THIS WEEK

The election is over and climate has won. But what does it mean for Canada?

THE ELECTION

The climate elections

As I wrote at the beginning of last week’s Clean Energy Review, “when it comes to climate change and the clean energy sector, this election could be pivotal.” A week later, the Liberals have a minority government that can govern with the support of other pro-climate parties, and there’s no doubt that climate was on voters’ minds when they made the decision.

Canadians want climate action. If it wasn’t already clear before this election, it certainly is now. Ultimately, being a climate laggard won’t get you enough Xs on the ballot. And as I told the Star, hopefully this will be the last election where whether to go forward or backward on climate change is a significant issue. 

The election is a “victory for the planet”

Such were the words of a Washington Post piece about the election outcome. In fact, the result broke a long and international spell of carbon pricing equalling election disaster. And now there are rumblings from our neighbours south of the border, who are deciding what this could mean for their election next year, where climate change is also very much on the ballot. 


Change is coming

Indeed there are a multitude of reasons why this election was dubbed the “climate change election.” And one of those was children. The record-breaking climate strikes, coupled with Greta Thunberg’s visits to Canada over the last few months ensured that climate stayed in the political conversation. And as Thunberg said on Friday at the strike in Vancouver, “This is just the beginning. We will continue. Because change is coming, whether you like it or not.”


The price of carbon policy

In the wake of the election results, now could be the time for Conservative leadership to listen to Thunberg’s words. Especially when it comes to the most divisive of policies—the carbon price. Last week, 63.2% of Canadian voters chose a party that supports a carbon price. But the question remains, will the Conservative Party now adapt its stance on the carbon-cutting policy? Or will it still promise to scrap a policy that the Canadian people (by some measure) chose to keep?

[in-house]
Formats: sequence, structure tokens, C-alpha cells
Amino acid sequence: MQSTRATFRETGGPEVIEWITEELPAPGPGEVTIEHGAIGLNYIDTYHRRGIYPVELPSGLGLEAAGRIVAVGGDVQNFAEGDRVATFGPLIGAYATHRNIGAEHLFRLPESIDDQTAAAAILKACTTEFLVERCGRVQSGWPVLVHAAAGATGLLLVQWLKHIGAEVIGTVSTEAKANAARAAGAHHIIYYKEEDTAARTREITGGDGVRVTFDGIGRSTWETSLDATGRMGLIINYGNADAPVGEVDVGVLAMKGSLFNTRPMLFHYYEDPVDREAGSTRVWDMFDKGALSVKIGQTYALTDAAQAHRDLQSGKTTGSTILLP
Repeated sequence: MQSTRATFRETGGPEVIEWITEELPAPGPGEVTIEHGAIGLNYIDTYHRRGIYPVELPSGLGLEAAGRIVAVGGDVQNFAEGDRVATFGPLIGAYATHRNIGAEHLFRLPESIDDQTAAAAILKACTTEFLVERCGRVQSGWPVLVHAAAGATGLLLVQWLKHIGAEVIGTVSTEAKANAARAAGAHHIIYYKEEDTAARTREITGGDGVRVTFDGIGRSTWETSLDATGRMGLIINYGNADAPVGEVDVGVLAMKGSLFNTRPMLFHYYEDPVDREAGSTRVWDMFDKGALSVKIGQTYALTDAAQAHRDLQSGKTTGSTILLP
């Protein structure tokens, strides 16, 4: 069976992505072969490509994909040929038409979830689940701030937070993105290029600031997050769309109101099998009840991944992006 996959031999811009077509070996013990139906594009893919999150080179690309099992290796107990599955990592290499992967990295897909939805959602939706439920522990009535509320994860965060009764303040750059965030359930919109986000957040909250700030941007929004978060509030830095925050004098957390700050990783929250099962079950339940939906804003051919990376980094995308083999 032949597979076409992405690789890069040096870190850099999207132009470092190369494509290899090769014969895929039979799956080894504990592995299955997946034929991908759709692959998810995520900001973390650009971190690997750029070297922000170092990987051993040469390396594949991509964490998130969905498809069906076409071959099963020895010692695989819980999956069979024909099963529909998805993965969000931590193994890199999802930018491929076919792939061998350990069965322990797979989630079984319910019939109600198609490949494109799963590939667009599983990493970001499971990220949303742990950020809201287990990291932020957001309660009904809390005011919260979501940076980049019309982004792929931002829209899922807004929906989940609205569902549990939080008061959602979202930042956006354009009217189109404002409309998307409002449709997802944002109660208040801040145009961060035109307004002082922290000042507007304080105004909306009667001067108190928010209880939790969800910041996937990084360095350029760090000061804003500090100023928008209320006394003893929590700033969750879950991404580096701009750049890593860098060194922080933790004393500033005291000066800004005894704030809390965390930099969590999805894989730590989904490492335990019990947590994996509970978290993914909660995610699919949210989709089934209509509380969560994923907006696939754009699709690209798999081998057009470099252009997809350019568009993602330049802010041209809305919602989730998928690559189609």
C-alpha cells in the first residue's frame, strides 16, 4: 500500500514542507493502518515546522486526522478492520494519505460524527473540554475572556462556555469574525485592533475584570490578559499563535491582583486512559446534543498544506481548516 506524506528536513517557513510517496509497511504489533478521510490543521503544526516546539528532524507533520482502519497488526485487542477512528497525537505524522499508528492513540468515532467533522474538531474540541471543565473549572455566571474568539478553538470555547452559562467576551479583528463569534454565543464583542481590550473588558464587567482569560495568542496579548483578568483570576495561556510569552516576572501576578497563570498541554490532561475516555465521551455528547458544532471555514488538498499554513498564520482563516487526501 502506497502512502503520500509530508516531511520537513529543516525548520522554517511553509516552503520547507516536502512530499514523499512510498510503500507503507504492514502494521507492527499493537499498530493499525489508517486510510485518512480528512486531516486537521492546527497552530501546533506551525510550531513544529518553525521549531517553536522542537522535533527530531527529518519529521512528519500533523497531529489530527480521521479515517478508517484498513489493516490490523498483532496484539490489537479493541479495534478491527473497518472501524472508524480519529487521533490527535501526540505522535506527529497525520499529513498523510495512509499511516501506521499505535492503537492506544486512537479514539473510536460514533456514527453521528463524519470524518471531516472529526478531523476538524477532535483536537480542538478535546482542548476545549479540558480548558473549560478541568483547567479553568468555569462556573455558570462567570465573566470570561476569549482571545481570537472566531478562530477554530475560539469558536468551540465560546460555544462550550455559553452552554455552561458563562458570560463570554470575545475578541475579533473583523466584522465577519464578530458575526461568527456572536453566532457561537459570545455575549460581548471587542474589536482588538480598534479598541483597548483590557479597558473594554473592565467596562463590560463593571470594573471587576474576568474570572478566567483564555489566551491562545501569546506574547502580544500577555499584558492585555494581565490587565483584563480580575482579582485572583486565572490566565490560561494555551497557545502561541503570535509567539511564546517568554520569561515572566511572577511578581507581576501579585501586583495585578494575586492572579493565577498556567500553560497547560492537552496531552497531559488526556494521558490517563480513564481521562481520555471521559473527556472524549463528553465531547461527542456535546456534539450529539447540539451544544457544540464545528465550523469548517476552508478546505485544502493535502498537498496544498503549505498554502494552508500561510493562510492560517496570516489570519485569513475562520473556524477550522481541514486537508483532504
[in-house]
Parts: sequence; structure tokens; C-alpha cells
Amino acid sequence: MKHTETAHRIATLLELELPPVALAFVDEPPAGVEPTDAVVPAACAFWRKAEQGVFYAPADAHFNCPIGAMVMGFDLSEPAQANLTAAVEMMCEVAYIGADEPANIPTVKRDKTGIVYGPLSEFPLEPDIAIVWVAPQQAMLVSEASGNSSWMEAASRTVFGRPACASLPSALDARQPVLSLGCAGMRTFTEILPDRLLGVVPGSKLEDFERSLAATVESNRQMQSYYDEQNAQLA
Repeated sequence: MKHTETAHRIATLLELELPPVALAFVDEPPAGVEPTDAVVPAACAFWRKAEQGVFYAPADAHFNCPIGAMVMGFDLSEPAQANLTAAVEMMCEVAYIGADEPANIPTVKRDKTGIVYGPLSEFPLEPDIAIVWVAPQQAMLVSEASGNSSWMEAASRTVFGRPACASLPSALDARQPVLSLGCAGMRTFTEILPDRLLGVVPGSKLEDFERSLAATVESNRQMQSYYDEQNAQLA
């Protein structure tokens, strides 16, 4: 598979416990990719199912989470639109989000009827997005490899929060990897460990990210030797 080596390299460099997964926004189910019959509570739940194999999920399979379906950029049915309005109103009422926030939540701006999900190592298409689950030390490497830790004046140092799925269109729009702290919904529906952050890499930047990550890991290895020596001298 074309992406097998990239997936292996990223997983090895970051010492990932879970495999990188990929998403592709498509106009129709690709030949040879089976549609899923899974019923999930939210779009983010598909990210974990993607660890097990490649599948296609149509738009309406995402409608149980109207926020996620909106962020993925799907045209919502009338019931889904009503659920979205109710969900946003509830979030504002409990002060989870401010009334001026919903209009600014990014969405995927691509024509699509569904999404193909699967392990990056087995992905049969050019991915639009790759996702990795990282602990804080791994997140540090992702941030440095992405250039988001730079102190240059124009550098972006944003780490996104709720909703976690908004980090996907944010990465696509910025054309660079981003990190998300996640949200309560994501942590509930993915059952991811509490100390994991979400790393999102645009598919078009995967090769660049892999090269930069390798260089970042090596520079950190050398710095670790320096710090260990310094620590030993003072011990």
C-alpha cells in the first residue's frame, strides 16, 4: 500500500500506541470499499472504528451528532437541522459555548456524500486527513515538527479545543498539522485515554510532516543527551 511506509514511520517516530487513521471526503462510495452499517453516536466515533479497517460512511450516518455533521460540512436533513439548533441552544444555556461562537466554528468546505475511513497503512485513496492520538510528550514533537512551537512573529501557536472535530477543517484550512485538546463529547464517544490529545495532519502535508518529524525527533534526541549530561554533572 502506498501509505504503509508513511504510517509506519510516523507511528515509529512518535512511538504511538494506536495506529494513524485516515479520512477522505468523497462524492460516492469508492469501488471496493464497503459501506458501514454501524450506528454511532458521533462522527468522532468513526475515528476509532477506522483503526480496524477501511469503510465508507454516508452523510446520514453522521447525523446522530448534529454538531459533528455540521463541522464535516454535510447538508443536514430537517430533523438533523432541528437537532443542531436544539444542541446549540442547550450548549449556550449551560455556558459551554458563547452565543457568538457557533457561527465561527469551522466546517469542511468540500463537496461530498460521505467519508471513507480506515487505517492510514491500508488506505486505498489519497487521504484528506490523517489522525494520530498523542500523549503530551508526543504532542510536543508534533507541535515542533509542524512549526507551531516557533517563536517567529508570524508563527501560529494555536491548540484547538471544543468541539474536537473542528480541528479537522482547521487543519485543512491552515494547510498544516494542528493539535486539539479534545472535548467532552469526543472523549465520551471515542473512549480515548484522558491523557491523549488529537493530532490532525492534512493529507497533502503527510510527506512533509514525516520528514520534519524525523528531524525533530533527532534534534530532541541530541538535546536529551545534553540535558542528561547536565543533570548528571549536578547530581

A difference of opinion

Some Conservative leaders are already responding. In light of significant Liberal gains in New Brunswick, the province’s Conservative premier, Blaine Higgs, said New Brunswick will create its own carbon price that will comply with the federal regulations. In his words, "people voted for it, so we have to find a way in New Brunswick to make it work." In Ontario meanwhile, Premier Doug Ford has said he will plough on with his government’s $30-million carbon price legal challenge, despite previously saying he would drop it if the Liberals won.


So now what?

While Canadians concerned about climate could breathe a little easier last week, the battle is far from over. Now comes the hard part—voters said they want climate action, now the government needs to deliver it. And there are some serious potholes to swerve. As this National Observer piece warns, the nemesis of victory is “factionalism and triumphalism” (click here for more). With some saying the country is more divided than ever, it remains to be seen if the current climate action approach has made it through the “heaviest sledding” (as this Globe and Mail op-ed suggests), or if it’s only the start of the snow drift. 

Clean Energy Review is sponsored in part by Genus Capital Management, a leading provider of fossil-fuel-free investments. 
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Clean Energy Review is a weekly digest of climate and clean energy news and insight from across Canada and around the world.

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